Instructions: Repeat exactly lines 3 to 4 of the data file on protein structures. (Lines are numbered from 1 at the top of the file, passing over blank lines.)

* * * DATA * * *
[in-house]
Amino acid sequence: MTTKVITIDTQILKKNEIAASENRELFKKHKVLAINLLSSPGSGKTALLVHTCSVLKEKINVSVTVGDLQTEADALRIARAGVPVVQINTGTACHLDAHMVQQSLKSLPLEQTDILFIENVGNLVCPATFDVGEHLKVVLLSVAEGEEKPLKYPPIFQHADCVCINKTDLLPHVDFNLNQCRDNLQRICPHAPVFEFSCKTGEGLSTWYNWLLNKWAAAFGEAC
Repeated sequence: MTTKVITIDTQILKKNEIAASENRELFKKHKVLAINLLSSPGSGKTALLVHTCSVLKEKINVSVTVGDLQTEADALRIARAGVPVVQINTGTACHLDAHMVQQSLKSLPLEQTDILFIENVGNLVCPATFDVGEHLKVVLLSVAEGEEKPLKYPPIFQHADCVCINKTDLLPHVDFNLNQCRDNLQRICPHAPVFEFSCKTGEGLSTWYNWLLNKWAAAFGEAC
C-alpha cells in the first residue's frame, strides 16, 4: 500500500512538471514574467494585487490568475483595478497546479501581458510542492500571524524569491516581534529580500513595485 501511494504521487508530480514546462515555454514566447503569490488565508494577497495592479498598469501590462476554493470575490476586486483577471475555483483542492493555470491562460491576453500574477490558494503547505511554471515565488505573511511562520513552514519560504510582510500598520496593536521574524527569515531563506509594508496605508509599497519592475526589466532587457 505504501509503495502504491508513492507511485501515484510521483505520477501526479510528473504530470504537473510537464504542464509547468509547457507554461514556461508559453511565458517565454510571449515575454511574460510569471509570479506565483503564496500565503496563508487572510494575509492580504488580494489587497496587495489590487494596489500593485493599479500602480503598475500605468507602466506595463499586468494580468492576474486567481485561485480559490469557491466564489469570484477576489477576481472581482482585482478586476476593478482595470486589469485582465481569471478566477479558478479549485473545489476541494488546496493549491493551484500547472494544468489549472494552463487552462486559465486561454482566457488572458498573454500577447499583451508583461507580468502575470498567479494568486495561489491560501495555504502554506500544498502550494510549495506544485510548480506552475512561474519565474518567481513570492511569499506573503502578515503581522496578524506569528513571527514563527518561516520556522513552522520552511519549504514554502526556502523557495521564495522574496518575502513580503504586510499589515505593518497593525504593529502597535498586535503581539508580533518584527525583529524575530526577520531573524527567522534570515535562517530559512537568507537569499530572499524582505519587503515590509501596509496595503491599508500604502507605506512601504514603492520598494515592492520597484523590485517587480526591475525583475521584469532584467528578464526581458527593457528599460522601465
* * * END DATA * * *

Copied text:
Repeated sequence: MTTKVITIDTQILKKNEIAASENRELFKKHKVLAINLLSSPGSGKTALLVHTCSVLKEKINVSVTVGDLQTEADALRIARAGVPVVQINTGTACHLDAHMVQQSLKSLPLEQTDILFIENVGNLVCPATFDVGEHLKVVLLSVAEGEEKPLKYPPIFQHADCVCINKTDLLPHVDFNLNQCRDNLQRICPHAPVFEFSCKTGEGLSTWYNWLLNKWAAAFGEAC
C-alpha cells in the first residue's frame, strides 16, 4: 500500500512538471514574467494585487490568475483595478497546479501581458510542492500571524524569491516581534529580500513595485 501511494504521487508530480514546462515555454514566447503569490488565508494577497495592479498598469501590462476554493470575490476586486483577471475555483483542492493555470491562460491576453500574477490558494503547505511554471515565488505573511511562520513552514519560504510582510500598520496593536521574524527569515531563506509594508496605508509599497519592475526589466532587457 505504501509503495502504491508513492507511485501515484510521483505520477501526479510528473504530470504537473510537464504542464509547468509547457507554461514556461508559453511565458517565454510571449515575454511574460510569471509570479506565483503564496500565503496563508487572510494575509492580504488580494489587497496587495489590487494596489500593485493599479500602480503598475500605468507602466506595463499586468494580468492576474486567481485561485480559490469557491466564489469570484477576489477576481472581482482585482478586476476593478482595470486589469485582465481569471478566477479558478479549485473545489476541494488546496493549491493551484500547472494544468489549472494552463487552462486559465486561454482566457488572458498573454500577447499583451508583461507580468502575470498567479494568486495561489491560501495555504502554506500544498502550494510549495506544485510548480506552475512561474519565474518567481513570492511569499506573503502578515503581522496578524506569528513571527514563527518561516520556522513552522520552511519549504514554502526556502523557495521564495522574496518575502513580503504586510499589515505593518497593525504593529502597535498586535503581539508580533518584527525583529524575530526577520531573524527567522534570515535562517530559512537568507537569499530572499524582505519587503515590509501596509496595503491599508500604502507605506512601504514603492520598494515592492520597484523590485517587480526591475525583475521584469532584467528578464526581458527593457528599460522601465